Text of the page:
HOMILY for Easter Week 2, Tuesday
Living in windy Edinburgh, I have been amazed at how the wind suddenly picks up, and comes rushing across the Meadows. From our priory above here we can both hear the roar of the wind, and see the undulating waves of the trees. In its power and unexpectedness, this wind is rather awesome, and I recall on one occasion saying: “the Spirit is active again today”. For, like the wind, the Holy Spirit is awesome, powerful, and can be rather unexpected in what he inspires. And, of course, in Hebrew and in Greek, one word is used for both ‘wind’ and ‘spirit’: ruah in Hebrew, and pneuma in Greek, so that we have a delightful play of words so that we can say: “the wind blows where it wills…”, and at the same time understand it as “the Spirit blows where it wills…”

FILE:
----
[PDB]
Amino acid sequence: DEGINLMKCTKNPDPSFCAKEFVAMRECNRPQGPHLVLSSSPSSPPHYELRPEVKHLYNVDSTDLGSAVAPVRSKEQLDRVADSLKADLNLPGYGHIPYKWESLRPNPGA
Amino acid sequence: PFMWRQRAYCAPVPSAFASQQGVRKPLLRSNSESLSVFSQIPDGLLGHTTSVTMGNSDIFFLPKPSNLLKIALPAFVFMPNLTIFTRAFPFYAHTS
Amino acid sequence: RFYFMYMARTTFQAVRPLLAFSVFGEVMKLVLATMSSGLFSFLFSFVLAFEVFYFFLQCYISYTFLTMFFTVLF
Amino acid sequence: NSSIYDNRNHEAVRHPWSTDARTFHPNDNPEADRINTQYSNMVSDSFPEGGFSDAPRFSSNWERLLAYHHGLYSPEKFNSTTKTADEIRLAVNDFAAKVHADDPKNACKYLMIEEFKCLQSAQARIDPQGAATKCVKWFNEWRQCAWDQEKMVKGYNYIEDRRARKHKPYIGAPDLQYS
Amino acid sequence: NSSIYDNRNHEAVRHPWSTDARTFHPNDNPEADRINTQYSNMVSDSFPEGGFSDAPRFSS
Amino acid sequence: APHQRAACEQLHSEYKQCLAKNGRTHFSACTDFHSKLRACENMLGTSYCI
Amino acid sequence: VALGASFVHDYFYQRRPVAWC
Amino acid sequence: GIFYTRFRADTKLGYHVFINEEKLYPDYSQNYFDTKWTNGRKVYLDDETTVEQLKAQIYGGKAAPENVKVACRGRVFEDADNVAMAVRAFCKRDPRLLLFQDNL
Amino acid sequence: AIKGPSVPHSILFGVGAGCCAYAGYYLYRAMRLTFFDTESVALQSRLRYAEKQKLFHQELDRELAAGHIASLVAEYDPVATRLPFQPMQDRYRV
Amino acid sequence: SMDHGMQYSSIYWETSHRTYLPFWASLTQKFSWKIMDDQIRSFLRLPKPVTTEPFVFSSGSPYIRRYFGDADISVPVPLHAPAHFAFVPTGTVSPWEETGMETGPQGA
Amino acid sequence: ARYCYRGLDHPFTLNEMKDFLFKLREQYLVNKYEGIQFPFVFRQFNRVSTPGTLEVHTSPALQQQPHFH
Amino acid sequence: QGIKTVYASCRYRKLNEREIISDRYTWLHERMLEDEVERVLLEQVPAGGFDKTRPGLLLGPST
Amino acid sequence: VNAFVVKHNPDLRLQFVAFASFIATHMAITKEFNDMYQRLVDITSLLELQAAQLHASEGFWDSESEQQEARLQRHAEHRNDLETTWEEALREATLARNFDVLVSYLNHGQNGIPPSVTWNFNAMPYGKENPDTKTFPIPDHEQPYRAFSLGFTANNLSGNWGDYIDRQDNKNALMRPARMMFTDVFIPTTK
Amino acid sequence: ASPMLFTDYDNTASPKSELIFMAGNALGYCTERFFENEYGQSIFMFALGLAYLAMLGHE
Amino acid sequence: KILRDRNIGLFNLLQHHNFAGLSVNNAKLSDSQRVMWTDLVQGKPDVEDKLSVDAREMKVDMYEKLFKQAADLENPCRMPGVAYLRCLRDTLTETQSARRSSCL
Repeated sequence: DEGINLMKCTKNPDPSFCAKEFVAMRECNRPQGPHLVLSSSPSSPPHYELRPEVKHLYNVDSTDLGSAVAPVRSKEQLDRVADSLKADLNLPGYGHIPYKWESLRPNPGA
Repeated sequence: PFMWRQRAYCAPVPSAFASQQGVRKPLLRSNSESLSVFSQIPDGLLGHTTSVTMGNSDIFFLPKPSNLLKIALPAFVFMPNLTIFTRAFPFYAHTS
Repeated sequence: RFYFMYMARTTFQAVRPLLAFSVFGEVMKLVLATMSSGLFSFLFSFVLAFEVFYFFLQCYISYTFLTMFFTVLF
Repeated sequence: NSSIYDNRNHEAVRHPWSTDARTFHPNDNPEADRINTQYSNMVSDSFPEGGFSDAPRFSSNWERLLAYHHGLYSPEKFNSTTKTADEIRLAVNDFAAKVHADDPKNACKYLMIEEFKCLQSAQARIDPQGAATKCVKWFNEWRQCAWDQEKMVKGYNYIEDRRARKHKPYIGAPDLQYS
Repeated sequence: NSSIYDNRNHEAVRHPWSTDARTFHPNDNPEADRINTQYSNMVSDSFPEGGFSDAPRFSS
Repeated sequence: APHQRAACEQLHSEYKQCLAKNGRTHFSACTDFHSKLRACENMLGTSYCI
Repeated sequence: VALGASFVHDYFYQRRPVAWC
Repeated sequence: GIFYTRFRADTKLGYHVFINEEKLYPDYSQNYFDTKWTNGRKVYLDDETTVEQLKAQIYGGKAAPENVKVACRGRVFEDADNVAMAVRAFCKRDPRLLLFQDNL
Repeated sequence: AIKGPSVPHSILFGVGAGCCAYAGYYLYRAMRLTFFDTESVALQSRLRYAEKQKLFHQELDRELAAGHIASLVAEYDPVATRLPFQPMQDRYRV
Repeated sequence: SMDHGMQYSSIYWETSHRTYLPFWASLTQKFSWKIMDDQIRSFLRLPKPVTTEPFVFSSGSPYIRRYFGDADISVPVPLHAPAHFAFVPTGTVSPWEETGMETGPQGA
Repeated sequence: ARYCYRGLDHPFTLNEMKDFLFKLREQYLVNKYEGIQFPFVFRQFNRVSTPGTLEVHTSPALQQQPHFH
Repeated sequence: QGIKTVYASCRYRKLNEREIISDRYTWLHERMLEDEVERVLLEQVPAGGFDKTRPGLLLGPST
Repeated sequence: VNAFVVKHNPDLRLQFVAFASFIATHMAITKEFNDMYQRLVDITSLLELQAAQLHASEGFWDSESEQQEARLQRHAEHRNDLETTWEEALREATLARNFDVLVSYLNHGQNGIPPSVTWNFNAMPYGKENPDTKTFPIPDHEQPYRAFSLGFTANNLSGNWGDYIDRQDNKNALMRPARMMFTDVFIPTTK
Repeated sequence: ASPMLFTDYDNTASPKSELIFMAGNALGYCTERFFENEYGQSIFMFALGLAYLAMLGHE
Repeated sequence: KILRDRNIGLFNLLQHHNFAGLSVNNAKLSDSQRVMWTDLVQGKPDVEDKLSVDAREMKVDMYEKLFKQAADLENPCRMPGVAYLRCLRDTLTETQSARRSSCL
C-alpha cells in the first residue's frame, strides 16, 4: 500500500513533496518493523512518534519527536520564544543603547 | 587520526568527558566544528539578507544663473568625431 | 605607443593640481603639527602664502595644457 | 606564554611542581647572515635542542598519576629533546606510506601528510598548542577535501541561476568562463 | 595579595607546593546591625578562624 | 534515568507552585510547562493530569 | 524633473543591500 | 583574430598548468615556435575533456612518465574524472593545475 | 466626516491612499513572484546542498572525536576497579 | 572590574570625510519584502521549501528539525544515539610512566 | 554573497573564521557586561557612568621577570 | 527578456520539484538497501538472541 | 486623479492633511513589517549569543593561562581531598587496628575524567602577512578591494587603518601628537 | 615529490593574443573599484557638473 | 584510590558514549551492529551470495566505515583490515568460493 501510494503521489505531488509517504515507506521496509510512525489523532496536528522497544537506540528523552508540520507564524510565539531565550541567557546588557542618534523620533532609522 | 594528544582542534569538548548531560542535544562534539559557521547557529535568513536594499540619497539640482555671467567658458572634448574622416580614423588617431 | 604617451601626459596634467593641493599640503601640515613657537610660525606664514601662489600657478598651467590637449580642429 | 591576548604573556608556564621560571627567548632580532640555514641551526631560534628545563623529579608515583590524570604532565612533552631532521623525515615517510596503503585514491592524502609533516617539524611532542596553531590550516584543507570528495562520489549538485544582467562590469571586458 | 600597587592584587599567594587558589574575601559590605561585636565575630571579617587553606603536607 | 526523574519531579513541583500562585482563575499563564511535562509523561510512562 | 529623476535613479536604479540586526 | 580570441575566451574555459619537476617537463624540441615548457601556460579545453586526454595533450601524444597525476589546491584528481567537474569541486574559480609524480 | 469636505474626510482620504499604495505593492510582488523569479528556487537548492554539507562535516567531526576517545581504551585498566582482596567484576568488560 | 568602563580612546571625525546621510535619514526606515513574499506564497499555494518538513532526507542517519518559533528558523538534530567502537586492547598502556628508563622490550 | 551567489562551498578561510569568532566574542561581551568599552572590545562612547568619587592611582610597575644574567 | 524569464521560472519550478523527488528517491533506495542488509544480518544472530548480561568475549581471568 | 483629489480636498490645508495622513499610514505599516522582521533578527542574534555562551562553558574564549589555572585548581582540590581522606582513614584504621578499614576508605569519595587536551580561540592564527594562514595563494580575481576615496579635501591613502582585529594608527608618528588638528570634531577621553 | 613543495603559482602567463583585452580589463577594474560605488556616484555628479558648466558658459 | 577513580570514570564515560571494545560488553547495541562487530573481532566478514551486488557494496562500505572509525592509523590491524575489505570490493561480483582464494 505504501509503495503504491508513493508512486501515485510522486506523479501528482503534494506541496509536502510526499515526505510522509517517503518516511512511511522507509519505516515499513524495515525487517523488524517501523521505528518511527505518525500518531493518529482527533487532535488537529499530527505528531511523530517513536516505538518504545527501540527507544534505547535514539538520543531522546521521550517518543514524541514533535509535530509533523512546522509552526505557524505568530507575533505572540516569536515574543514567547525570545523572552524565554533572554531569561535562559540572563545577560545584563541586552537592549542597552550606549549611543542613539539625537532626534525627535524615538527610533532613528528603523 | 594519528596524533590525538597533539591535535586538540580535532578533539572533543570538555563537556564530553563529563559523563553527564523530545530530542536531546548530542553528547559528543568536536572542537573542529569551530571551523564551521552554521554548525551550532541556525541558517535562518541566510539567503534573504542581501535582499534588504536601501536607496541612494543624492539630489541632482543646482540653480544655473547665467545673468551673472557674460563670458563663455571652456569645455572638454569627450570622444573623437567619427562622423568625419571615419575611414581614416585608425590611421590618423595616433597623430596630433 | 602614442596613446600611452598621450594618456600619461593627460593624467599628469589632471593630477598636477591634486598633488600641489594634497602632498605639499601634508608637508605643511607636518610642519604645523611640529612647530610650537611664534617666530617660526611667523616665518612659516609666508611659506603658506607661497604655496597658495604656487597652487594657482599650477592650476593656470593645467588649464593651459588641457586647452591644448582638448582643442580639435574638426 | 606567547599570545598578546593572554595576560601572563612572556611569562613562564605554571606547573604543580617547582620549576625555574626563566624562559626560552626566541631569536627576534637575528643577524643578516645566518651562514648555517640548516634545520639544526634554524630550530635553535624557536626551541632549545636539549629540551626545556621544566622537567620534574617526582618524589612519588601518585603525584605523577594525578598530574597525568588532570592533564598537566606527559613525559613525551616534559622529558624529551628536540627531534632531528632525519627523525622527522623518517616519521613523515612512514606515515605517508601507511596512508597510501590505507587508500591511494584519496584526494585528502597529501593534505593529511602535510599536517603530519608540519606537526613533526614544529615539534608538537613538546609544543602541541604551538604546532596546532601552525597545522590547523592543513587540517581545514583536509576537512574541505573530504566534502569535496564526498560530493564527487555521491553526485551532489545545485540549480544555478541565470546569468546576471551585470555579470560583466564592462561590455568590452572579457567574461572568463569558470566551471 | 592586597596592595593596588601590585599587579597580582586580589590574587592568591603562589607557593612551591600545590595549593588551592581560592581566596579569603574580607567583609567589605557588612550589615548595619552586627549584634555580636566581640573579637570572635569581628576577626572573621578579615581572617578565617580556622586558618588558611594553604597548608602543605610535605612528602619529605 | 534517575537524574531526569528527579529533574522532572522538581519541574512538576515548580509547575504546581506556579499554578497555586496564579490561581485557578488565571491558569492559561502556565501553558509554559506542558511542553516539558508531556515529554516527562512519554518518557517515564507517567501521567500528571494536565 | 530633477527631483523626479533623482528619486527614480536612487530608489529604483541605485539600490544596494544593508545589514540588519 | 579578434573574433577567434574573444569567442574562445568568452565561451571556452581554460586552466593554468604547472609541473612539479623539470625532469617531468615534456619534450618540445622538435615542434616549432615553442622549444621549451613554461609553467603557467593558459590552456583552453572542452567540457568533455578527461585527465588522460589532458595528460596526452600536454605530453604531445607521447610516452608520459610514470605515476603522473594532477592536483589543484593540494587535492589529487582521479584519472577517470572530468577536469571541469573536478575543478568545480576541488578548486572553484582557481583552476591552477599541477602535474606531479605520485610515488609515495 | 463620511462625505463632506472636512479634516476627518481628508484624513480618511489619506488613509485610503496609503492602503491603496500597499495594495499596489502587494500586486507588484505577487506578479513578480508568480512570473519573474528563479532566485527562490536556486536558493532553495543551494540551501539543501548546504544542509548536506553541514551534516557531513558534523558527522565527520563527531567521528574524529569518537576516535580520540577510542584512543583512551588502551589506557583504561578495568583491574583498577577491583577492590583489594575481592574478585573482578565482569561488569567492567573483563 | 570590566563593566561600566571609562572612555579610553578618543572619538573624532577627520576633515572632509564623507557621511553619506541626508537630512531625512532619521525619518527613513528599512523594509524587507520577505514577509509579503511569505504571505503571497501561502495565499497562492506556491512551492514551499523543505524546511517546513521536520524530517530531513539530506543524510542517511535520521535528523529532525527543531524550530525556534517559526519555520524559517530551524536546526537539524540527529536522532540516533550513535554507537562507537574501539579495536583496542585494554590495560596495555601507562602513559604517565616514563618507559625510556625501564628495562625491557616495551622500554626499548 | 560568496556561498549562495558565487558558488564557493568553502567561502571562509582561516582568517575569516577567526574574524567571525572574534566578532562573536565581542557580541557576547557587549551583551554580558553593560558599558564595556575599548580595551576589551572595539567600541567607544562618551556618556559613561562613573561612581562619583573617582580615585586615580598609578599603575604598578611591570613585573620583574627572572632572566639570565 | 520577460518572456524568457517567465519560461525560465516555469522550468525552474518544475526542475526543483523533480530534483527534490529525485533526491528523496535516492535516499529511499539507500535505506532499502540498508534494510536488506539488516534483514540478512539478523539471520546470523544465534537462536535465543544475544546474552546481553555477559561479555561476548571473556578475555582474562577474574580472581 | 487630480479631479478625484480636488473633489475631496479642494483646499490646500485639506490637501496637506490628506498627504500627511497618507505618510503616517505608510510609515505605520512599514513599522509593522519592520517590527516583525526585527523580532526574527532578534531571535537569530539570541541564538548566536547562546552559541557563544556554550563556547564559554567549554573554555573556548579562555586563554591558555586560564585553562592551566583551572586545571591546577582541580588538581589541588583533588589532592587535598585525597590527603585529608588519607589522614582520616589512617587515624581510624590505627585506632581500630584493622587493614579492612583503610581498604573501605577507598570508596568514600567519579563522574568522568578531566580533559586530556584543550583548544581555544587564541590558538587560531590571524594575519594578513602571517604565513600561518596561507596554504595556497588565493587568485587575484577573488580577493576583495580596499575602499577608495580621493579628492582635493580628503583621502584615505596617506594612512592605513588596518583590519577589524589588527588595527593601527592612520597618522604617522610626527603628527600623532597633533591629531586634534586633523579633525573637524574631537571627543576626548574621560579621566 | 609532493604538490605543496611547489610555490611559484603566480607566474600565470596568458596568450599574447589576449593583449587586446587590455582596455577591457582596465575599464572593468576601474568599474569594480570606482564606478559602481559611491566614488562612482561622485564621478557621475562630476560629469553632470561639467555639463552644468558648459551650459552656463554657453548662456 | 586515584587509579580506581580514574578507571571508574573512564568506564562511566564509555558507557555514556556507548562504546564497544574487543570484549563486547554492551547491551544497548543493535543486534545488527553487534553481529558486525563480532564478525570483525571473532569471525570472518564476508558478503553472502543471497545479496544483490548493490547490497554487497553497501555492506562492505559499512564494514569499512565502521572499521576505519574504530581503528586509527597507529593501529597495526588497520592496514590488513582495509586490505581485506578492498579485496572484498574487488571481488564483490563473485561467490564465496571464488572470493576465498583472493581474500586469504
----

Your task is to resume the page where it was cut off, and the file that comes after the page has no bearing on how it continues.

But I don’t think that Jesus intends primarily to say that the Spirit is like the wind. Rather, his primary purpose is to answer Nicodemus’ question about how one can be born again, and Nicodemus has understood rebirth in a physical manner. So, Jesus points out that the rebirth he speaks of is invisible; it is spiritual. And, like the wind, our spiritual birth is also invisible. But even though this is mysterious and invisible, we can also, as with the wind, feel the effects of being born again in the Spirit.